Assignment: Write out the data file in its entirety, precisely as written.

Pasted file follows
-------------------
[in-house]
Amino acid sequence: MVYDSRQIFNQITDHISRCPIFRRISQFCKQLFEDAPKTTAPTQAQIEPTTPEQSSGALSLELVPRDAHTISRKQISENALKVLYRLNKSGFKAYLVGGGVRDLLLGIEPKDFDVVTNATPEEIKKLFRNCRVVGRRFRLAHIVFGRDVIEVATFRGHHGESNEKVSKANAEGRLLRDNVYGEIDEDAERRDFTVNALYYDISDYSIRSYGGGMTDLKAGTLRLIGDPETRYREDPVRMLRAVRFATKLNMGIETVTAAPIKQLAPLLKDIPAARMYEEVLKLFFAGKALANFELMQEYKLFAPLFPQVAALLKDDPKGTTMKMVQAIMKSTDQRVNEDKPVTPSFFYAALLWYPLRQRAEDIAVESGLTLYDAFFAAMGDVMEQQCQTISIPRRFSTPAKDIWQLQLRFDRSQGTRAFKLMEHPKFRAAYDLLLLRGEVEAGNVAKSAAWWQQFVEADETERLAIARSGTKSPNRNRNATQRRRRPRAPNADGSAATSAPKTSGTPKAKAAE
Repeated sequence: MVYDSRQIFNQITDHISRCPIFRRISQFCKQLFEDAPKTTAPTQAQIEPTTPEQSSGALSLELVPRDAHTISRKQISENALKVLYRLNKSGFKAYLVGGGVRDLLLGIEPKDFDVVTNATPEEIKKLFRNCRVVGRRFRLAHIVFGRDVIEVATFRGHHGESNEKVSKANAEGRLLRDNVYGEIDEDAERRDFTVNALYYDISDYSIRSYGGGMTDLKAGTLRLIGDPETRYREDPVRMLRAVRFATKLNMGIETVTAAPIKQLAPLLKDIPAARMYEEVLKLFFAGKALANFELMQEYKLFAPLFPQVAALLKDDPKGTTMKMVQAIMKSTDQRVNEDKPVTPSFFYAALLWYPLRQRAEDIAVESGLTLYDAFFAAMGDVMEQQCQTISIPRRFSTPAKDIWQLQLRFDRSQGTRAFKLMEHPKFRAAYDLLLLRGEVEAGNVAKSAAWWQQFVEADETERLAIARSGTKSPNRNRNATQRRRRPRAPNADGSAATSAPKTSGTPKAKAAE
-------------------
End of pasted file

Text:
[in-house]
Amino acid sequence: MVYDSRQIFNQITDHISRCPIFRRISQFCKQLFEDAPKTTAPTQAQIEPTTPEQSSGALSLELVPRDAHTISRKQISENALKVLYRLNKSGFKAYLVGGGVRDLLLGIEPKDFDVVTNATPEEIKKLFRNCRVVGRRFRLAHIVFGRDVIEVATFRGHHGESNEKVSKANAEGRLLRDNVYGEIDEDAERRDFTVNALYYDISDYSIRSYGGGMTDLKAGTLRLIGDPETRYREDPVRMLRAVRFATKLNMGIETVTAAPIKQLAPLLKDIPAARMYEEVLKLFFAGKALANFELMQEYKLFAPLFPQVAALLKDDPKGTTMKMVQAIMKSTDQRVNEDKPVTPSFFYAALLWYPLRQRAEDIAVESGLTLYDAFFAAMGDVMEQQCQTISIPRRFSTPAKDIWQLQLRFDRSQGTRAFKLMEHPKFRAAYDLLLLRGEVEAGNVAKSAAWWQQFVEADETERLAIARSGTKSPNRNRNATQRRRRPRAPNADGSAATSAPKTSGTPKAKAAE
Repeated sequence: MVYDSRQIFNQITDHISRCPIFRRISQFCKQLFEDAPKTTAPTQAQIEPTTPEQSSGALSLELVPRDAHTISRKQISENALKVLYRLNKSGFKAYLVGGGVRDLLLGIEPKDFDVVTNATPEEIKKLFRNCRVVGRRFRLAHIVFGRDVIEVATFRGHHGESNEKVSKANAEGRLLRDNVYGEIDEDAERRDFTVNALYYDISDYSIRSYGGGMTDLKAGTLRLIGDPETRYREDPVRMLRAVRFATKLNMGIETVTAAPIKQLAPLLKDIPAARMYEEVLKLFFAGKALANFELMQEYKLFAPLFPQVAALLKDDPKGTTMKMVQAIMKSTDQRVNEDKPVTPSFFYAALLWYPLRQRAEDIAVESGLTLYDAFFAAMGDVMEQQCQTISIPRRFSTPAKDIWQLQLRFDRSQGTRAFKLMEHPKFRAAYDLLLLRGEVEAGNVAKSAAWWQQFVEADETERLAIARSGTKSPNRNRNATQRRRRPRAPNADGSAATSAPKTSGTPKAKAAE